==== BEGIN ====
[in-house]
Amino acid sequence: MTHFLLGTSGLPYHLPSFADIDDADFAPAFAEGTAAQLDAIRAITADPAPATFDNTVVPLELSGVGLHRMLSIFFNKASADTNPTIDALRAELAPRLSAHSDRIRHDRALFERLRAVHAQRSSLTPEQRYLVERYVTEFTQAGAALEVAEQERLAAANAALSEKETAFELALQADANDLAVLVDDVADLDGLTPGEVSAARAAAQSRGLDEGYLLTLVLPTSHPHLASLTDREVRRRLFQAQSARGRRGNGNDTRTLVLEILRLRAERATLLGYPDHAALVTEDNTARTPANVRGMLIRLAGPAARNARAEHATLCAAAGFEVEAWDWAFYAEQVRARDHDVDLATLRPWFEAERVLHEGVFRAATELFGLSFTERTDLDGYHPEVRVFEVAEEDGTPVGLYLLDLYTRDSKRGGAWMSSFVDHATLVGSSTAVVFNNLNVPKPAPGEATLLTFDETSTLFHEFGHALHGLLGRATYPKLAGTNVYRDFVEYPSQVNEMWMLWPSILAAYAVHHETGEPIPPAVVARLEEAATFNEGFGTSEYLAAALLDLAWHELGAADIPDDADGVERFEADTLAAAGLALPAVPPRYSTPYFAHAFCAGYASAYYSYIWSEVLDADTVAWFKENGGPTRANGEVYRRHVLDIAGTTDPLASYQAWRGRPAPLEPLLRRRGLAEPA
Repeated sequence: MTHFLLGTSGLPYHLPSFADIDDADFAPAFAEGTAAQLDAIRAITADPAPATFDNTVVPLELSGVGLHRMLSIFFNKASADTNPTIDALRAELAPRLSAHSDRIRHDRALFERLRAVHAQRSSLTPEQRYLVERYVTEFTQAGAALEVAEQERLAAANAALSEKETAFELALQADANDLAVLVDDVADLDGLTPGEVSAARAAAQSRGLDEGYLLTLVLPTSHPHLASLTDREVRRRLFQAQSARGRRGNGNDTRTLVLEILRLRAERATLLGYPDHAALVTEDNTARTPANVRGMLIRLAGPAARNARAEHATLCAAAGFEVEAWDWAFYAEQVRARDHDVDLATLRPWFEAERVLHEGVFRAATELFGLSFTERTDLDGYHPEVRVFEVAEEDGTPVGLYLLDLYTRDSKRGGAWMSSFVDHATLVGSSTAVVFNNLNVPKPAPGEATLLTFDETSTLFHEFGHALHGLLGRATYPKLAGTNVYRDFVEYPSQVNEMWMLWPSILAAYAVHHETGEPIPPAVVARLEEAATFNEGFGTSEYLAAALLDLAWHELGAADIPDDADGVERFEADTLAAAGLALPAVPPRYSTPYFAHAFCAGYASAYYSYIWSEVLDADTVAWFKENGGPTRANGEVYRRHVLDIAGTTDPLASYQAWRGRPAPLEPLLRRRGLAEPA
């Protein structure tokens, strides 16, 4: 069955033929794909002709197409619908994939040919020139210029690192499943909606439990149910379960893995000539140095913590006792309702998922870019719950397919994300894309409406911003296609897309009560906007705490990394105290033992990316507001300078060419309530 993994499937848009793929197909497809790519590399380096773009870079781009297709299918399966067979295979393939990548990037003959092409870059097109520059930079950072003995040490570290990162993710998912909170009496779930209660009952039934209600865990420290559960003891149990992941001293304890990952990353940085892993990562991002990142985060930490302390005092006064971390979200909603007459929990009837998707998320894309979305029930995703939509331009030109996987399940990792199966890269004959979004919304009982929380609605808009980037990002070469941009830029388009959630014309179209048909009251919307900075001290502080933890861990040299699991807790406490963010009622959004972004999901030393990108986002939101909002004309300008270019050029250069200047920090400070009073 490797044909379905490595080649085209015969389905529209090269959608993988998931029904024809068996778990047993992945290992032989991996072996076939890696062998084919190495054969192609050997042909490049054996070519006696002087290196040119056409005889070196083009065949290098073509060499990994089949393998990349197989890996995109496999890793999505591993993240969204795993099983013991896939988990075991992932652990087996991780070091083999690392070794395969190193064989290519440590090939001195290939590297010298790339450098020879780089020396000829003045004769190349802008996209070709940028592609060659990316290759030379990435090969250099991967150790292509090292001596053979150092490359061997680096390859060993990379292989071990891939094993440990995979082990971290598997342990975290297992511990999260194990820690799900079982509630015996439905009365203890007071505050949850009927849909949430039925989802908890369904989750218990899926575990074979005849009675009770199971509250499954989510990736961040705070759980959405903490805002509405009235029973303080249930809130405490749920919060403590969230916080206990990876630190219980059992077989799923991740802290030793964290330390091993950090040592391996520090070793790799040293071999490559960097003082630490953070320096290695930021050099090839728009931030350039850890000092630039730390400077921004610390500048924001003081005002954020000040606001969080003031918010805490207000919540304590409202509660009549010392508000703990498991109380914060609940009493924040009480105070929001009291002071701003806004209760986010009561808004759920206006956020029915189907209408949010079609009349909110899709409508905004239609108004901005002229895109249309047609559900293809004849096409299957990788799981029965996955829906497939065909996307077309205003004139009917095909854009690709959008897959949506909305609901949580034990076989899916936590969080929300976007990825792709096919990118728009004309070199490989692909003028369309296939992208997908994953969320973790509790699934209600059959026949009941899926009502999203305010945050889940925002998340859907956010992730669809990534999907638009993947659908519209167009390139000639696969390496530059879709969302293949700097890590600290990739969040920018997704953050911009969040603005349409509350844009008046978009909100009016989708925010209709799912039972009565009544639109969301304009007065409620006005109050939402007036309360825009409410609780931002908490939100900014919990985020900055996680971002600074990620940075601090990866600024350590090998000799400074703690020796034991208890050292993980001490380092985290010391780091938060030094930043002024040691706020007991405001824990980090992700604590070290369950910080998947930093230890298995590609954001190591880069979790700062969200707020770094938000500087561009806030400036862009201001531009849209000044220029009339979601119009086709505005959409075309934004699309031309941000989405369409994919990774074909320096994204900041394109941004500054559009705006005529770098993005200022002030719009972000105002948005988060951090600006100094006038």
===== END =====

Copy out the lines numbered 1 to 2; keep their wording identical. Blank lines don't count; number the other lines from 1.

[in-house]
Amino acid sequence: MTHFLLGTSGLPYHLPSFADIDDADFAPAFAEGTAAQLDAIRAITADPAPATFDNTVVPLELSGVGLHRMLSIFFNKASADTNPTIDALRAELAPRLSAHSDRIRHDRALFERLRAVHAQRSSLTPEQRYLVERYVTEFTQAGAALEVAEQERLAAANAALSEKETAFELALQADANDLAVLVDDVADLDGLTPGEVSAARAAAQSRGLDEGYLLTLVLPTSHPHLASLTDREVRRRLFQAQSARGRRGNGNDTRTLVLEILRLRAERATLLGYPDHAALVTEDNTARTPANVRGMLIRLAGPAARNARAEHATLCAAAGFEVEAWDWAFYAEQVRARDHDVDLATLRPWFEAERVLHEGVFRAATELFGLSFTERTDLDGYHPEVRVFEVAEEDGTPVGLYLLDLYTRDSKRGGAWMSSFVDHATLVGSSTAVVFNNLNVPKPAPGEATLLTFDETSTLFHEFGHALHGLLGRATYPKLAGTNVYRDFVEYPSQVNEMWMLWPSILAAYAVHHETGEPIPPAVVARLEEAATFNEGFGTSEYLAAALLDLAWHELGAADIPDDADGVERFEADTLAAAGLALPAVPPRYSTPYFAHAFCAGYASAYYSYIWSEVLDADTVAWFKENGGPTRANGEVYRRHVLDIAGTTDPLASYQAWRGRPAPLEPLLRRRGLAEPA